Moody’s Investors Service said in a news release about its report on potential impacts of the Pension Protection Act of 2006 that the new law is also likely to drive more plan sponsors to either freeze their defined benefit program or get out of it entirely.
Additionally, some employers may decide to move their investments away from equities towards fixed income instruments to better match their cash flow from their assets to benefit payments, Moody’s said.
Moody’s analysts also pointed out that companies with underfunded pensions will likely borrow to make up the difference starting in 2008 – a development which Moody’s said is not likely to affect their credit ratings. That is because the employers will, in effect, be swapping pension-related debt for contractual debt, the research company said.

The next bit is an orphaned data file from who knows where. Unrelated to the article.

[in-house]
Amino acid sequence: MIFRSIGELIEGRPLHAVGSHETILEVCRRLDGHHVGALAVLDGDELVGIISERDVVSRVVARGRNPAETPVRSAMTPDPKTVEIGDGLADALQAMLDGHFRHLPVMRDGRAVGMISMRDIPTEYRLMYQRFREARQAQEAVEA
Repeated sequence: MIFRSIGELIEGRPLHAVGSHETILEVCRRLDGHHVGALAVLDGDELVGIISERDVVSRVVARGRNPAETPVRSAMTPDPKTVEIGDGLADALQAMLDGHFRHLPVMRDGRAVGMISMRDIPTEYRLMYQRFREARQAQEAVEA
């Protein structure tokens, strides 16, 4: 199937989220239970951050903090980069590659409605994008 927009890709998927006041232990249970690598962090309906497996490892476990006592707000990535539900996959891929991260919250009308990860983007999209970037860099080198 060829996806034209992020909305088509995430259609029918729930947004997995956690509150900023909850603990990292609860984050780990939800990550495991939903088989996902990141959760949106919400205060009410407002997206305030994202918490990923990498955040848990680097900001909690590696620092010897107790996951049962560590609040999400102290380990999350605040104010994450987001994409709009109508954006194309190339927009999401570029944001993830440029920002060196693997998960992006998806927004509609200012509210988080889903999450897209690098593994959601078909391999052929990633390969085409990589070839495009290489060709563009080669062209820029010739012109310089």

“In certain circumstances, substitution of pension debt with contractual debt could reduce the cushion under existing covenants or require some firms to seek waivers to existing credit agreements,” said Moody’s managing director Gregory Jonas, in the news release “Also, we expect that lower rated companies will likely see increased pressure on coverage ratios given the likelihood of borrowing at higher interest cost to fund increased pension contributions.”
In general, Moody’s says the law’s 2008 effective date and numerous transition provisions should allow companies to prepare themselves adequately for any additional required funding.
Moody’s says companies with well-funded plans will not see a meaningful change in their required contributions. They could benefit from the ability under the law to put additional funds into plans in a tax-efficient way.
The report is “Pension Reform Will Increase Funding Requirements for Under-funded U.S. Pension Plans – Transition Provisions Will Allow Companies Time to Prepare.”